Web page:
Markets will be looking to see whether Lyft can continue the rapid pace of revenue growth, while those losses need to be reined in. A slower pace would be a good start, but really markets want to see that number reversing as the company hopefully moves towards profitability. Will management offer any guidance regarding a timeline for that?
The stock will live and die on those expectations; growing market share or increasing revenue per ride will mean nothing if the company keeps piling up the losses.
Brexit compromise, dire PMIs, a lift for Facebook and a drop for Lyft
Facebook up on Deutsche Bank Instagram note, Lyft receives first “Sell” rating
Despite the negative news-flow swirling around Facebook as it battles concerns over privacy and extremist content, stock has continued to climb today, registering a 3.3% gain. A new note from Deutsche Bank states analysts believe that Friday’s addition of a Checkout on Instagram feature for the image-sharing platform could bring in revenue of $10 billion by 2021. Facebook is currently trying to move away from its reliance on ads, which currently generate 98% of revenues.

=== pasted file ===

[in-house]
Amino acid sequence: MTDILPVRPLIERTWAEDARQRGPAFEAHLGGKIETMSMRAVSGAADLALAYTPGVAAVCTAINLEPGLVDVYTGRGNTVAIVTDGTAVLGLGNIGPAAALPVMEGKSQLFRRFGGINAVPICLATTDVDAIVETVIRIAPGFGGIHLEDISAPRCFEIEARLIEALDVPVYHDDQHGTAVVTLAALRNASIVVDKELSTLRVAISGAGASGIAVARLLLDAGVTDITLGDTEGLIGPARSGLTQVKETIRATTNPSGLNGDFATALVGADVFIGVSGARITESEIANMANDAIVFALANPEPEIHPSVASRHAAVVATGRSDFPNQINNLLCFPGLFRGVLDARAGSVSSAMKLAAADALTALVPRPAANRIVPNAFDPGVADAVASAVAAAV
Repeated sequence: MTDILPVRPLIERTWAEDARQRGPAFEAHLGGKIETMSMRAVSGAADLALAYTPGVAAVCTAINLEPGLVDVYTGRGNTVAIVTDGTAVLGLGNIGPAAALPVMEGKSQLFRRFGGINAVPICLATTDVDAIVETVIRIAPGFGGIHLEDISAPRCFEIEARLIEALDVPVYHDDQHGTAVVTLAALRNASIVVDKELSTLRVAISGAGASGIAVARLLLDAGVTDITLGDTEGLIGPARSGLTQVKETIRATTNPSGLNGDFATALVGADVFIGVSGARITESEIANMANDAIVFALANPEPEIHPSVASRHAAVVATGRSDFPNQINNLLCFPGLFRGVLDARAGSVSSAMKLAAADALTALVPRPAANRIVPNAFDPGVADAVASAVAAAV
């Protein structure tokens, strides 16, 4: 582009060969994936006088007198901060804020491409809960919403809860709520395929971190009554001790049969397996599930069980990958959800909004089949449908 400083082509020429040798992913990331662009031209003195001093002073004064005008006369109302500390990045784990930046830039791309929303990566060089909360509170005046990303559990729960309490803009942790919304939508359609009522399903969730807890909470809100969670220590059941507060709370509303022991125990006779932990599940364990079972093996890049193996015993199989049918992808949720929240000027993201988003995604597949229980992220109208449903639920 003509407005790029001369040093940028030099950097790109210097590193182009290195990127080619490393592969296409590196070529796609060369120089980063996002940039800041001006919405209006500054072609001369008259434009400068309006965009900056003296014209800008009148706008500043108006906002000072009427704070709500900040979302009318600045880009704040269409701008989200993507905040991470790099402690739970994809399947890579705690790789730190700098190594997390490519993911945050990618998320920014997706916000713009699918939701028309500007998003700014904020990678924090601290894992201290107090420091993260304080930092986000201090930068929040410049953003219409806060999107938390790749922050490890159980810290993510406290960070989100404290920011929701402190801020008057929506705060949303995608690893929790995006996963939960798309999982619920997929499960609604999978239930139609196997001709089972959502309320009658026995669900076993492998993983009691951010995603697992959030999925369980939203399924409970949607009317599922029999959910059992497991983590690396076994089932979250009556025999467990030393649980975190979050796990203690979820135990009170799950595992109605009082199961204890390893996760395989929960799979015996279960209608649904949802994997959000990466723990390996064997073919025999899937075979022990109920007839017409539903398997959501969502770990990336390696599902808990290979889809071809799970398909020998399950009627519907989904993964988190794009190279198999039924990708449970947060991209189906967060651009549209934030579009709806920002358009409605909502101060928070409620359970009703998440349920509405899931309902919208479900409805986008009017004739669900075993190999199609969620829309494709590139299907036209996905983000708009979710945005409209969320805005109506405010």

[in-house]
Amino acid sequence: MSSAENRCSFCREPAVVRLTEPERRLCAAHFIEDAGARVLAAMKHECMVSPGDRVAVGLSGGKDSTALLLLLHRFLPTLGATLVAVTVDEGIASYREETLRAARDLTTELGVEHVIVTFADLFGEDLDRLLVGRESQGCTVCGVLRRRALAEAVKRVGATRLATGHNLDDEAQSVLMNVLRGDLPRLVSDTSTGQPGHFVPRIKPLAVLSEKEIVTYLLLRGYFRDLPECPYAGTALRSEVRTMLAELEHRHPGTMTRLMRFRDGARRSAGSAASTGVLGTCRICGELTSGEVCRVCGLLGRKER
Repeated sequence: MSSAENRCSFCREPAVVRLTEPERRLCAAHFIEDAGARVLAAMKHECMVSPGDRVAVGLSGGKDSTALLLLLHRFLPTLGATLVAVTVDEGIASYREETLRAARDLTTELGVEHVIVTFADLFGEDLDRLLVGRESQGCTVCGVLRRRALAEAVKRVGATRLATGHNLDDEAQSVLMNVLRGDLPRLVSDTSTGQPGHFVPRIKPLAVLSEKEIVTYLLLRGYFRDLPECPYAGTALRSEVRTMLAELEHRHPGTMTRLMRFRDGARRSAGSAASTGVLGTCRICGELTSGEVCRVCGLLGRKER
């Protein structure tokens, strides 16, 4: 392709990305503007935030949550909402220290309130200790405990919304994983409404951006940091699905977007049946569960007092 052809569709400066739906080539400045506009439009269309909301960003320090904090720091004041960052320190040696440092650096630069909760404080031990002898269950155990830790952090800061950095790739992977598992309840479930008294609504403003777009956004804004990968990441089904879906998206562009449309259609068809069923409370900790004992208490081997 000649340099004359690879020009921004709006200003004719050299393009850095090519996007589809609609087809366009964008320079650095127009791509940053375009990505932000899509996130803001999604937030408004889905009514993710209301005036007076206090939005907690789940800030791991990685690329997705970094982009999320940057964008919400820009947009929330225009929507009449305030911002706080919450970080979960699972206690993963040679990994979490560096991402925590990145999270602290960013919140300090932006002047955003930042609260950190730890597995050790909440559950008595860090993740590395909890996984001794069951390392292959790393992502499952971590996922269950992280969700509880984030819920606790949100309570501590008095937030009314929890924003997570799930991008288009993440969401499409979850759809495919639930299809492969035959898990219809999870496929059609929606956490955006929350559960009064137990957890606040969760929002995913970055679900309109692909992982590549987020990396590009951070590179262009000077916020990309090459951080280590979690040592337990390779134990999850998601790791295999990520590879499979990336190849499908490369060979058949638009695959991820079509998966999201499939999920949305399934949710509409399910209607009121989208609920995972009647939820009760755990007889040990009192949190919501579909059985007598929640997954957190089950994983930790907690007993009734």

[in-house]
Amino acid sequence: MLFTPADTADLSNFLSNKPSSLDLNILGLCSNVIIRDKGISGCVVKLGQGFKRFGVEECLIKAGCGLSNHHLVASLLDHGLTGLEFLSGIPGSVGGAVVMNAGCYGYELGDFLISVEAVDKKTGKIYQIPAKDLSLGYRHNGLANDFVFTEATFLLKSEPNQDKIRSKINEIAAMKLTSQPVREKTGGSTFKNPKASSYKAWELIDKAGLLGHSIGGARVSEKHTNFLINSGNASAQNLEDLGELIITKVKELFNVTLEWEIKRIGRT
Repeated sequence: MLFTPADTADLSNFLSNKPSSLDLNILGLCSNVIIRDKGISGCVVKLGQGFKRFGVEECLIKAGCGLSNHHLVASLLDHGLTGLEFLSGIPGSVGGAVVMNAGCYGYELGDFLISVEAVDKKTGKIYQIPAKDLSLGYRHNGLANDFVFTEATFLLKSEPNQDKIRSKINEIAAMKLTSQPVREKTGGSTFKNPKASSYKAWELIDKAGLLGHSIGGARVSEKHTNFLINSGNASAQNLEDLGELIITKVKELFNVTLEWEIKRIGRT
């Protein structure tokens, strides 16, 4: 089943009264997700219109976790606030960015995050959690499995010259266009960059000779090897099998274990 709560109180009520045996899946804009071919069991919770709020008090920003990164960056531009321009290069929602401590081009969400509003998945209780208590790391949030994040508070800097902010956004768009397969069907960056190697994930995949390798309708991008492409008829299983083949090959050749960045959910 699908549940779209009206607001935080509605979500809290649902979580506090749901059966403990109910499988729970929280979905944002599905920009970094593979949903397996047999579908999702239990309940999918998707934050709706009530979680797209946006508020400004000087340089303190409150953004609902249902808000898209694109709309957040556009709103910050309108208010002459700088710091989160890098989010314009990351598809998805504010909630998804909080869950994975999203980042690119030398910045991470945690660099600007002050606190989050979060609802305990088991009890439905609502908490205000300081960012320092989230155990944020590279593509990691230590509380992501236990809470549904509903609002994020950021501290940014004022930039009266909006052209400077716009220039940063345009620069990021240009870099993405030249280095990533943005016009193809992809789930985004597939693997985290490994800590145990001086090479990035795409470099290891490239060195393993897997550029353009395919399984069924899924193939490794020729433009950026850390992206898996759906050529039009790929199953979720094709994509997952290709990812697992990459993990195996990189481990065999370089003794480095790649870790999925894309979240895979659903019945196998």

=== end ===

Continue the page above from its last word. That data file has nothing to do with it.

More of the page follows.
Finding alternative revenue streams is important for the company as it faces pressure to clamp down on who it is allowing to advertise, especially as the platform comes under scrutiny for the role of paid ads during elections and other political events.
At the other end of the spectrum is Lyft, which yesterday closed below $69.00; under its IPO price. The stock has been hit by its first “sell” rating. Michael Ward of Seaport Global has set a target price of $42 per share, claiming the current price represents a “leap of faith” in the willingness of consumers to forgo car ownership in favour of ride-hailing services.